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What Companies & Churches Can Learn From Target

In 2014 amidst disruption within the company, Target realized it needed to make some changes. Our podcast guest Nathan Artt, the Principal and Founder of Ministry Solutions and author of the new ebook Target Corp and the Flexible Church, realized that churches had much to learn from Target’s former situation.

In this episode, he’ll talk with us about those major changes along with why Target saw the need to make them and what all leaders can learn from it.


Here are some takeaways he shared:


1. We're too often married to our models more than our mission.

Historically, we equated physical presence with meaningful relationships, but younger generations find connections online. The attractional church model, focused on drawing people into a physical space, is outdated. People now seek relationships and safe spaces, not just events.

Churches often misstep by merely replicating in-person experiences online, and in doing so, they lose the essence of engagement. Digital platforms should offer safety and control, meeting people where they are. 

Retailers like Target and Home Depot succeeded by creating relevant digital content, not just extending their in-store experience online. Churches can learn from this approach by focusing on relevance over convenience.

Churches need to look at existing models, like they did a few decades ago, and ask, “Is this the best way to reach people?” If you can separate your model and your mission, you can do a better job of meeting people where they are.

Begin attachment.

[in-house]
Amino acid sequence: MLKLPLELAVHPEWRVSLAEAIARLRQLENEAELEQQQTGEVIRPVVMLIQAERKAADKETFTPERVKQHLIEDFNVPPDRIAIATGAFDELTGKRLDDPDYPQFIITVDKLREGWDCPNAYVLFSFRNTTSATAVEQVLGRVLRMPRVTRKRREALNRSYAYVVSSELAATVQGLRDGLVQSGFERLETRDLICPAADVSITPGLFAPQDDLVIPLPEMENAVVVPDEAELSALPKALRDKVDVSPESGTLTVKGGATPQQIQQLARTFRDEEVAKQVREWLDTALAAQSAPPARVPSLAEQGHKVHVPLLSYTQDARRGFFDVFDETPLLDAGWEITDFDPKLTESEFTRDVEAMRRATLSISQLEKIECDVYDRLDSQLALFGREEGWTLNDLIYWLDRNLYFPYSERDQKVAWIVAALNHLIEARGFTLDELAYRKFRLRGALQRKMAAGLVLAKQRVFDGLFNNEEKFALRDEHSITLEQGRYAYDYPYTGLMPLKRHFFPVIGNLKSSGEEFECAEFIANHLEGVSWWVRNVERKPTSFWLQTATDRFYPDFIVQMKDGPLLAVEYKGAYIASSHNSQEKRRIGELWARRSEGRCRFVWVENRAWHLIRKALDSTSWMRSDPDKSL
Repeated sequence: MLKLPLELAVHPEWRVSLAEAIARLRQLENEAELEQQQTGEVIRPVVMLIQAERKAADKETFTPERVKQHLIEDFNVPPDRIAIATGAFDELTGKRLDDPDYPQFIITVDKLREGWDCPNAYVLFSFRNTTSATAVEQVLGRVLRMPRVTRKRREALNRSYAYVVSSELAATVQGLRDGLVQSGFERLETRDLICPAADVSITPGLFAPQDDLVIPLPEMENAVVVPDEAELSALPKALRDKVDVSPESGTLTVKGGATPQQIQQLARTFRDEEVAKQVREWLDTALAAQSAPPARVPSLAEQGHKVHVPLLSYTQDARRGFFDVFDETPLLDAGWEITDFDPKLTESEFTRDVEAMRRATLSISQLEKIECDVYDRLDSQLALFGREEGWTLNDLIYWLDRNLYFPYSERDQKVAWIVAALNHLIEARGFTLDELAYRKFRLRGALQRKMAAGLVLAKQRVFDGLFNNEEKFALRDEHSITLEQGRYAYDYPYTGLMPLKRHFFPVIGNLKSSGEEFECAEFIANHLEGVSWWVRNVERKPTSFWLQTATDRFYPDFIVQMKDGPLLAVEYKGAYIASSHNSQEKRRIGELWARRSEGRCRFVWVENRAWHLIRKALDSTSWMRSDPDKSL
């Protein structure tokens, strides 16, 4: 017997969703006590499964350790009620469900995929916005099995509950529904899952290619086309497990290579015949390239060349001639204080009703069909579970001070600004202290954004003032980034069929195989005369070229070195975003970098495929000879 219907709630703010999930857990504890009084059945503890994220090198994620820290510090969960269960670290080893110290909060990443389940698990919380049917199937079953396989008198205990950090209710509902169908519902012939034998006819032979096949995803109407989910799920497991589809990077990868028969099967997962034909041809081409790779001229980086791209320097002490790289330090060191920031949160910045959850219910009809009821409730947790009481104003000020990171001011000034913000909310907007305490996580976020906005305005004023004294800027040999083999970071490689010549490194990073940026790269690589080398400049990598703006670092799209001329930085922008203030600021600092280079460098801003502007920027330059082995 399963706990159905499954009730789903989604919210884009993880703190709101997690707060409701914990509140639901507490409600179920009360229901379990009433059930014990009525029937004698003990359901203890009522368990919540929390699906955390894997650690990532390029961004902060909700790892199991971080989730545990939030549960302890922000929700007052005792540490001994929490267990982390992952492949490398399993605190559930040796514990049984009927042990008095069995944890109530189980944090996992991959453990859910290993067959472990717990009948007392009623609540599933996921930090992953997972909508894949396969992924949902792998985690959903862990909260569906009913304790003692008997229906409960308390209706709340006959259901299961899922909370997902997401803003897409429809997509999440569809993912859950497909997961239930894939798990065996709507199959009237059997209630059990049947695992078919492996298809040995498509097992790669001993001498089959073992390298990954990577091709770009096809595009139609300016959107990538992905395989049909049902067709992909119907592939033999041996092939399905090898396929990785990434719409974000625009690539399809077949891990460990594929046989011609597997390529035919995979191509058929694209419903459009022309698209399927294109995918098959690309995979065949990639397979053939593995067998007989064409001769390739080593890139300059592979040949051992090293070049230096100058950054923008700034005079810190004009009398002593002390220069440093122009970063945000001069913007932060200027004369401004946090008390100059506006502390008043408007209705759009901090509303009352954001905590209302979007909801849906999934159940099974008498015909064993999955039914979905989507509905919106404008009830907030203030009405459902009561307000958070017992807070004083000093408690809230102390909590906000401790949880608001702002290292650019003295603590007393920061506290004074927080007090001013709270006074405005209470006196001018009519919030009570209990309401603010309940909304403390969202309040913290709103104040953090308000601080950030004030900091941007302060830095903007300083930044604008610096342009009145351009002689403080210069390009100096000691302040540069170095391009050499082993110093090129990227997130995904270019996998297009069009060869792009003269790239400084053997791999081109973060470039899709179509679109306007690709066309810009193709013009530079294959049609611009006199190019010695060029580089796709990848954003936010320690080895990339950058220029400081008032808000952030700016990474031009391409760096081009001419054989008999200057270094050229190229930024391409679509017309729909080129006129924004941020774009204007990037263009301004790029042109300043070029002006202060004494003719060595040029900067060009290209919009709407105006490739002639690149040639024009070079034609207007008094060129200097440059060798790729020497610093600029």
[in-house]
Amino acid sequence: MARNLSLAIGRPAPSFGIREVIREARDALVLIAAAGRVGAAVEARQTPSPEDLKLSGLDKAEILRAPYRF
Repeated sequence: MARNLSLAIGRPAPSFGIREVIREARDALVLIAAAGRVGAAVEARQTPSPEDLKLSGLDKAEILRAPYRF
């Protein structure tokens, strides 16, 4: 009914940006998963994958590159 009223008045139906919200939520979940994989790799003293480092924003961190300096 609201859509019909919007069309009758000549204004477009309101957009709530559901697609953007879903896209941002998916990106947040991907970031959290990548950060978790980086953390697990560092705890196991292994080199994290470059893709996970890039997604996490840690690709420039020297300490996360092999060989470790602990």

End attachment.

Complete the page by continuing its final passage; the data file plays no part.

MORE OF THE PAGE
2. The digital experience doesn't take away from an in-person experience.

The most successful retailers have realized the digital experience only makes people want to go to the store more. It isn’t a substitute; it’s a complimentary experience.

Similarly, churches should ask not how to make services more convenient for regular attendees, but how to become relevant to those who don’t currently attend. This means creating digital content that meets people’s needs and concerns—such as online support groups—and engaging social media content or virtual community events.

Remember, the question isn’t how do we get the people who already shop at our store to have a more convenient experience. The question is how do we become relevant to the people who don’t shop at our stores?


3. In order to be relevant, you have to stop caring when and where the customer makes their purchase.

It’s important to understand the difference between convenience and relevance. Relevance is about tapping into existing human behavior, not trying to change or create it. 

Your goal should be to meet them where they are. That’s why Sears and JCPenney lost business while places like Target and Home Depot thrived. Provide access to them through many different channels.


It’s clear churches should reassess their models and separate them from their mission to better reach people and utilize digital experiences to complement and enhance in-person engagement, much like successful retailers do. 

The goal is to remain relevant and impactful, both online and offline, by fostering connections and addressing the needs of those not currently involved.

Now, let’s take things a step further. Consider these questions:

How does a business or church model affect their mission?

How are the digital and in-person experiences connected at your business?

What are some of your takeaways from Target’s example of pivoting, and how can you apply those to your company?

What are the strengths and weaknesses of your current digital experience?

Don’t miss Nathan’s bonus episode, and to take things a step forward, download Nathan’s eBook Target Corp & The Flexible Church.